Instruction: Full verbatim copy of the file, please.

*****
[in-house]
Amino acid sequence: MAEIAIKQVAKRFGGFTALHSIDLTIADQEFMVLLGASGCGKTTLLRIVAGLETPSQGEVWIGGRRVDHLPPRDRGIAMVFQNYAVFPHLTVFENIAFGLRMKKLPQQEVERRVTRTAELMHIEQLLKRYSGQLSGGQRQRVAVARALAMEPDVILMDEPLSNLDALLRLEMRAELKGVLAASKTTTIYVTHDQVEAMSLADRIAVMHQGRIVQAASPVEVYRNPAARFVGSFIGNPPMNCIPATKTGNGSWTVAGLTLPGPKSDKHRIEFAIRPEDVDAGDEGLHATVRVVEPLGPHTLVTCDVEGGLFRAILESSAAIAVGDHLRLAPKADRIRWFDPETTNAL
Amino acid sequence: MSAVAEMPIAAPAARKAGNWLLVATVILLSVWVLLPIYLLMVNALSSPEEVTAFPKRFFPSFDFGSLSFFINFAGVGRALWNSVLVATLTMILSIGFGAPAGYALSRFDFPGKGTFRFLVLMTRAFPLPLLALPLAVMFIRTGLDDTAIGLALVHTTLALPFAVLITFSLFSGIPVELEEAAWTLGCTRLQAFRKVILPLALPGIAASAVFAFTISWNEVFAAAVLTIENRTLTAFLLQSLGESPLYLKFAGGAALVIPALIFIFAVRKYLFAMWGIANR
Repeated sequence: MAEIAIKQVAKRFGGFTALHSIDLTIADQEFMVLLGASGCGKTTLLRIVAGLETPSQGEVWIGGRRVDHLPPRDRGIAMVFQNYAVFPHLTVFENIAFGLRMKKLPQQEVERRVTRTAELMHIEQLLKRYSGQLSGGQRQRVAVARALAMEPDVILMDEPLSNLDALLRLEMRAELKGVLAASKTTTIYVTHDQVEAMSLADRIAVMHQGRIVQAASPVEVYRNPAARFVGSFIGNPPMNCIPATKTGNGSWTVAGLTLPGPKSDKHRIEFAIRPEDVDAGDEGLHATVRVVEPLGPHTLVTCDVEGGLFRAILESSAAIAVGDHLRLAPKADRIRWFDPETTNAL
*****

[in-house]
Amino acid sequence: MAEIAIKQVAKRFGGFTALHSIDLTIADQEFMVLLGASGCGKTTLLRIVAGLETPSQGEVWIGGRRVDHLPPRDRGIAMVFQNYAVFPHLTVFENIAFGLRMKKLPQQEVERRVTRTAELMHIEQLLKRYSGQLSGGQRQRVAVARALAMEPDVILMDEPLSNLDALLRLEMRAELKGVLAASKTTTIYVTHDQVEAMSLADRIAVMHQGRIVQAASPVEVYRNPAARFVGSFIGNPPMNCIPATKTGNGSWTVAGLTLPGPKSDKHRIEFAIRPEDVDAGDEGLHATVRVVEPLGPHTLVTCDVEGGLFRAILESSAAIAVGDHLRLAPKADRIRWFDPETTNAL
Amino acid sequence: MSAVAEMPIAAPAARKAGNWLLVATVILLSVWVLLPIYLLMVNALSSPEEVTAFPKRFFPSFDFGSLSFFINFAGVGRALWNSVLVATLTMILSIGFGAPAGYALSRFDFPGKGTFRFLVLMTRAFPLPLLALPLAVMFIRTGLDDTAIGLALVHTTLALPFAVLITFSLFSGIPVELEEAAWTLGCTRLQAFRKVILPLALPGIAASAVFAFTISWNEVFAAAVLTIENRTLTAFLLQSLGESPLYLKFAGGAALVIPALIFIFAVRKYLFAMWGIANR
Repeated sequence: MAEIAIKQVAKRFGGFTALHSIDLTIADQEFMVLLGASGCGKTTLLRIVAGLETPSQGEVWIGGRRVDHLPPRDRGIAMVFQNYAVFPHLTVFENIAFGLRMKKLPQQEVERRVTRTAELMHIEQLLKRYSGQLSGGQRQRVAVARALAMEPDVILMDEPLSNLDALLRLEMRAELKGVLAASKTTTIYVTHDQVEAMSLADRIAVMHQGRIVQAASPVEVYRNPAARFVGSFIGNPPMNCIPATKTGNGSWTVAGLTLPGPKSDKHRIEFAIRPEDVDAGDEGLHATVRVVEPLGPHTLVTCDVEGGLFRAILESSAAIAVGDHLRLAPKADRIRWFDPETTNAL